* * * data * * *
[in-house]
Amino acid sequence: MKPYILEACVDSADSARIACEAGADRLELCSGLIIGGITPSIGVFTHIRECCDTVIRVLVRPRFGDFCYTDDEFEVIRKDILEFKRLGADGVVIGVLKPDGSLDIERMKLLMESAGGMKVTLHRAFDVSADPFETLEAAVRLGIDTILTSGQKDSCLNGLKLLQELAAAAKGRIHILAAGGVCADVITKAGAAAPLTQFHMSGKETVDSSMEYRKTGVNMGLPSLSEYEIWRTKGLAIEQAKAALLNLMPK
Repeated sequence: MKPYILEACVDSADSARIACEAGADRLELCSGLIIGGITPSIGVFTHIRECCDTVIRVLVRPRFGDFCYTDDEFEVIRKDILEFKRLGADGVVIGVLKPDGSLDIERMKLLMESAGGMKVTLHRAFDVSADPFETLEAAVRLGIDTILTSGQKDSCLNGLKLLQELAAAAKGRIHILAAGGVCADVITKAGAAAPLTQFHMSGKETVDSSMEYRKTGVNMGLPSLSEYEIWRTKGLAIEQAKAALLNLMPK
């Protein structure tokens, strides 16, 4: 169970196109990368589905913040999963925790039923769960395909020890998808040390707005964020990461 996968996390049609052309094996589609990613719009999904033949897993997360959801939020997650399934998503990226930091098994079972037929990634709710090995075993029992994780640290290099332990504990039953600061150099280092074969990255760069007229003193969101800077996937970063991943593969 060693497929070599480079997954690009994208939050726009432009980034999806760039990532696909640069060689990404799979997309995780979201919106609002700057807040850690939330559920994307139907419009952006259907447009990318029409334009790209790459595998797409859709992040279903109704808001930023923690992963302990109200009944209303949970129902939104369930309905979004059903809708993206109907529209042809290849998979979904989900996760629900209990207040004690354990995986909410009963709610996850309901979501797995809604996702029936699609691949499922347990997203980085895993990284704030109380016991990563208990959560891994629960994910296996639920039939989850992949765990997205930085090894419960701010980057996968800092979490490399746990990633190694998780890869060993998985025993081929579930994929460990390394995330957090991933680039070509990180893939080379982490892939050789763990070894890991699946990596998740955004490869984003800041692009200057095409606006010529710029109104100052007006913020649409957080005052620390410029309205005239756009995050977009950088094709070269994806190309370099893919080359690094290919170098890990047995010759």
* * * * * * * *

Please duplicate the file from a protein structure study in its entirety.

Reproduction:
[in-house]
Amino acid sequence: MKPYILEACVDSADSARIACEAGADRLELCSGLIIGGITPSIGVFTHIRECCDTVIRVLVRPRFGDFCYTDDEFEVIRKDILEFKRLGADGVVIGVLKPDGSLDIERMKLLMESAGGMKVTLHRAFDVSADPFETLEAAVRLGIDTILTSGQKDSCLNGLKLLQELAAAAKGRIHILAAGGVCADVITKAGAAAPLTQFHMSGKETVDSSMEYRKTGVNMGLPSLSEYEIWRTKGLAIEQAKAALLNLMPK
Repeated sequence: MKPYILEACVDSADSARIACEAGADRLELCSGLIIGGITPSIGVFTHIRECCDTVIRVLVRPRFGDFCYTDDEFEVIRKDILEFKRLGADGVVIGVLKPDGSLDIERMKLLMESAGGMKVTLHRAFDVSADPFETLEAAVRLGIDTILTSGQKDSCLNGLKLLQELAAAAKGRIHILAAGGVCADVITKAGAAAPLTQFHMSGKETVDSSMEYRKTGVNMGLPSLSEYEIWRTKGLAIEQAKAALLNLMPK
């Protein structure tokens, strides 16, 4: 169970196109990368589905913040999963925790039923769960395909020890998808040390707005964020990461 996968996390049609052309094996589609990613719009999904033949897993997360959801939020997650399934998503990226930091098994079972037929990634709710090995075993029992994780640290290099332990504990039953600061150099280092074969990255760069007229003193969101800077996937970063991943593969 060693497929070599480079997954690009994208939050726009432009980034999806760039990532696909640069060689990404799979997309995780979201919106609002700057807040850690939330559920994307139907419009952006259907447009990318029409334009790209790459595998797409859709992040279903109704808001930023923690992963302990109200009944209303949970129902939104369930309905979004059903809708993206109907529209042809290849998979979904989900996760629900209990207040004690354990995986909410009963709610996850309901979501797995809604996702029936699609691949499922347990997203980085895993990284704030109380016991990563208990959560891994629960994910296996639920039939989850992949765990997205930085090894419960701010980057996968800092979490490399746990990633190694998780890869060993998985025993081929579930994929460990390394995330957090991933680039070509990180893939080379982490892939050789763990070894890991699946990596998740955004490869984003800041692009200057095409606006010529710029109104100052007006913020649409957080005052620390410029309205005239756009995050977009950088094709070269994806190309370099893919080359690094290919170098890990047995010759």